The patient was referred back to the university hospital when his clinical progress stagnated four months after the incident. MRI of the spine showed an increase in size of the cerebrospinal fluid loculus at Th7–11, in addition to the previously observed signal changes in the lumbar spinal cord and medullary cone. Despite additional surgery seven months after the incident, with laminectomy of Th12 and fenestration and emptying of an arachnoid cyst at Th11–12, the patient achieved no further clinical improvement. Treatment with rivaroxaban was reinstated postoperatively.

Five months after the incident, the patient undertook the first of five stays at a rehabilitation centre. He had sequelae after the spinal cord injury at level Th12, with reduced strength, mobility and function in both lower extremities, but particularly the left. The long-term goal of rehabilitation was to restore walking ability. The rehabilitation focused on improving his ability to stand via training in a standing frame, stimulating muscles in the lower extremities with TEMS (transcutaneous electrical muscle stimulation), and exercises to activate nerve and muscle function in the lower extremities. The training included cycling with motor assistance, as well as walking on a treadmill with bodyweight relief achieved by supporting the pelvis and both lower extremities. The patient has made progress in increasing his strength, especially on the right side, and has achieved a slight reduction in muscle tone. He now lives alone in his own apartment, uses a wheelchair, drives a car, performs exercises at home twice a week, and receives help from a sister with cleaning and shopping. He has normal bowel movements and performs self-catheterisation, but has pain and spasms in the legs that are treated with pregabalin (Lyrica), gabapentin (Neurontin) and baclofen (Baklofen).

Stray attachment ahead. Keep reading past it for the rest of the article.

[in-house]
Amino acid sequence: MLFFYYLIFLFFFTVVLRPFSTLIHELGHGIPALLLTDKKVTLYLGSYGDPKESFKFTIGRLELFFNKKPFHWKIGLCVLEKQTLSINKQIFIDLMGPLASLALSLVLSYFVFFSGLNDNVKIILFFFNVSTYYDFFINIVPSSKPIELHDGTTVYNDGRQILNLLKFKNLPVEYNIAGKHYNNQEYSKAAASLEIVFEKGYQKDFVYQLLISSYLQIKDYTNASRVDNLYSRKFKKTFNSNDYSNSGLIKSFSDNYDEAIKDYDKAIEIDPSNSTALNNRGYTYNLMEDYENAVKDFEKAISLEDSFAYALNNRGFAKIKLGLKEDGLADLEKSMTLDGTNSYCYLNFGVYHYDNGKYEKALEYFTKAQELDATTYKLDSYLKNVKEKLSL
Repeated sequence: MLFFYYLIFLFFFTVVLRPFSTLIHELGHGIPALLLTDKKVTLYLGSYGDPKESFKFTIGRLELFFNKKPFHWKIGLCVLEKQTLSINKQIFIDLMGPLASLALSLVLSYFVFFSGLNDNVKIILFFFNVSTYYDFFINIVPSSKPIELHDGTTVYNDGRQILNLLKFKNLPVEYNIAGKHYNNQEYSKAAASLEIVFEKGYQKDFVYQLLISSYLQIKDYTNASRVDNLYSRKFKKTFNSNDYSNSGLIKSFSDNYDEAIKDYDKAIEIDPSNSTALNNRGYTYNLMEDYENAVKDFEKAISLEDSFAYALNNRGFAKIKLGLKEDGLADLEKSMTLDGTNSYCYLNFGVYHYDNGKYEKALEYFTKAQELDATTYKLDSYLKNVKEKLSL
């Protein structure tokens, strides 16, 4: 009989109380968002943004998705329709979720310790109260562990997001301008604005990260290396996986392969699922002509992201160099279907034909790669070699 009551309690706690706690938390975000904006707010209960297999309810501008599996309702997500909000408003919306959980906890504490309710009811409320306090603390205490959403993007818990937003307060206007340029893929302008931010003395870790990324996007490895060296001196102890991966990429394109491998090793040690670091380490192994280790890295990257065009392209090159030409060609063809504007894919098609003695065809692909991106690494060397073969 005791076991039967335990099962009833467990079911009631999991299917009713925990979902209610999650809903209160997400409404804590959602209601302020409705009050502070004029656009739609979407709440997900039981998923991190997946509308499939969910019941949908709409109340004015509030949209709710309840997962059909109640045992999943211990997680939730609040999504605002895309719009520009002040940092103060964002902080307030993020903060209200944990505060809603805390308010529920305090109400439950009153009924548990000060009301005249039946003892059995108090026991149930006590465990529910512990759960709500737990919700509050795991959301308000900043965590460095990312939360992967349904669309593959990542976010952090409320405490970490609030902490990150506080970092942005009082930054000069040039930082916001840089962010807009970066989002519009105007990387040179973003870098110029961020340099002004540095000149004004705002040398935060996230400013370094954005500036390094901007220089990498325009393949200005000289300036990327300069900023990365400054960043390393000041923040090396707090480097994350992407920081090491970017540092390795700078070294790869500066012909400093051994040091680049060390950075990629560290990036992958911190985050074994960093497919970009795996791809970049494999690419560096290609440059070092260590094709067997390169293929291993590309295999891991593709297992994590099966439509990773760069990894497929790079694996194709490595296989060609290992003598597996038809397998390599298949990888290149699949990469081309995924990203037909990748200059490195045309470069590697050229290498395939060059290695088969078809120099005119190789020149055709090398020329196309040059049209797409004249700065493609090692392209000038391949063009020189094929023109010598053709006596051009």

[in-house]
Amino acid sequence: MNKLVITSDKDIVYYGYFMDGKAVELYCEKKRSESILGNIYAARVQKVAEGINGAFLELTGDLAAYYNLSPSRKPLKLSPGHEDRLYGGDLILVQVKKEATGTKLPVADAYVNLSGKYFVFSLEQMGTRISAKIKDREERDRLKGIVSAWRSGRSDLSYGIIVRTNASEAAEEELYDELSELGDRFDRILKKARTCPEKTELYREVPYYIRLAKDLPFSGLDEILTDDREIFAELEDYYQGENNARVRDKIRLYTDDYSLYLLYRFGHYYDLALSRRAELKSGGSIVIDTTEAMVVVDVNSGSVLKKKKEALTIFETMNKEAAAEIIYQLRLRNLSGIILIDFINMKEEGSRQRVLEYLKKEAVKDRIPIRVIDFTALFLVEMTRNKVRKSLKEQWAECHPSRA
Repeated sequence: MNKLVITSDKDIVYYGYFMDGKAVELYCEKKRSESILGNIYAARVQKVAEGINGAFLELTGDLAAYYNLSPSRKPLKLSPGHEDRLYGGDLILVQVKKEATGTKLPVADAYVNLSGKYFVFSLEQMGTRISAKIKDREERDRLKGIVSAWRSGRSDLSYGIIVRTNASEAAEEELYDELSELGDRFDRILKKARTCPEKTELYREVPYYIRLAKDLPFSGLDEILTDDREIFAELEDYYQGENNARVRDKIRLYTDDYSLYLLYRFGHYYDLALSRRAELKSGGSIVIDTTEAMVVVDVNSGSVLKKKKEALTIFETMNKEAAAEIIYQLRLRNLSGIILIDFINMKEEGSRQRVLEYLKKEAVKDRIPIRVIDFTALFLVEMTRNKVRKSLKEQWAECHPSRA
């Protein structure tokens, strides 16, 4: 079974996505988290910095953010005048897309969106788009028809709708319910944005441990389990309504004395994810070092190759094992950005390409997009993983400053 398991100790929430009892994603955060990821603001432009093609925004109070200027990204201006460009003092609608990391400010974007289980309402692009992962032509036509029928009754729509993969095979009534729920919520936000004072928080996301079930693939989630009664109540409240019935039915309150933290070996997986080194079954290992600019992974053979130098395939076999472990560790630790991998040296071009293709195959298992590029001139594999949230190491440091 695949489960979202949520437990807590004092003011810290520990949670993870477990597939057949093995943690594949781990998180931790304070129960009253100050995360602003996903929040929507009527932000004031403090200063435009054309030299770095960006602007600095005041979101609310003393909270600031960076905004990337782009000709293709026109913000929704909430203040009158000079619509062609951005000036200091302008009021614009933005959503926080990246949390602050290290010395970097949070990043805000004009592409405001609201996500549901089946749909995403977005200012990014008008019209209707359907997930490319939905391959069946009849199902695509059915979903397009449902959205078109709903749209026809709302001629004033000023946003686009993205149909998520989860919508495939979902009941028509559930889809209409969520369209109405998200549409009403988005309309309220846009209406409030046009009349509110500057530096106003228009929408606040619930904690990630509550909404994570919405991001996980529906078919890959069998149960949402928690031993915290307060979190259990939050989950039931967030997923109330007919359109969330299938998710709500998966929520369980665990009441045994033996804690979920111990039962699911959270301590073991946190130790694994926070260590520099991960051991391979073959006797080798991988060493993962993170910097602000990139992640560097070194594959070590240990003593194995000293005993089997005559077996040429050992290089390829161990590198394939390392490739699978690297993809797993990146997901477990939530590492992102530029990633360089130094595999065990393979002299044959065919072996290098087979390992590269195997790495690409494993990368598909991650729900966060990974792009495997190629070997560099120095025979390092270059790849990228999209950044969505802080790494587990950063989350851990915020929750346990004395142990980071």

In common with the brain, the spinal cord can also be affected by infarction and haemorrhage, with haemorrhages accounting for approximately 15 % of such events (6). Spinal cord haemorrhage is rare and its incidence is unknown. We conducted a literature search in PubMed, but were unable to find the incidence of spinal cord haemorrhage, only that of spinal cord infarction, which is 3.1 per 100 000 person-years (9). In comparison, the Norwegian Spinal Cord Injury Registry recorded 125 spinal cord injuries in 2018, of which 48 % were non-traumatic injuries and 8.8 % had vascular aetiology (10).

As in the brain, spontaneous haemorrhages can also occur in the spinal cord. One third of these are idiopathic, but anticoagulation therapy, vascular malformations and spinal cord bleeding disorders are common causes. The association between spinal cord haemorrhage and anticoagulation therapy with warfarin or enoxaparin (Klexane) is recognised in the literature (3, 6). Arrhythmia and hypertension are predisposing factors; anticoagulation therapy on top of this increases the risk of spinal cord or epidural haemorrhage (5).

Our patient had several risk factors for spinal cord haemorrhage: anticoagulation therapy, paroxysmal arrhythmia and hypertension. Some countries include bleeding risk in the red flags for back pain, e.g. Canada, where coagulopathy is a red flag (11), but the Norwegian clinical guidelines for management of low back pain neither include nor mention anticoagulation therapy with respect to back pain (2). This may be because spinal cord haemorrhage is rare, and because the guidelines are aimed at multidisciplinary healthcare professionals: doctors, physiotherapists, chiropractors, osteopaths, naprapaths and nurses.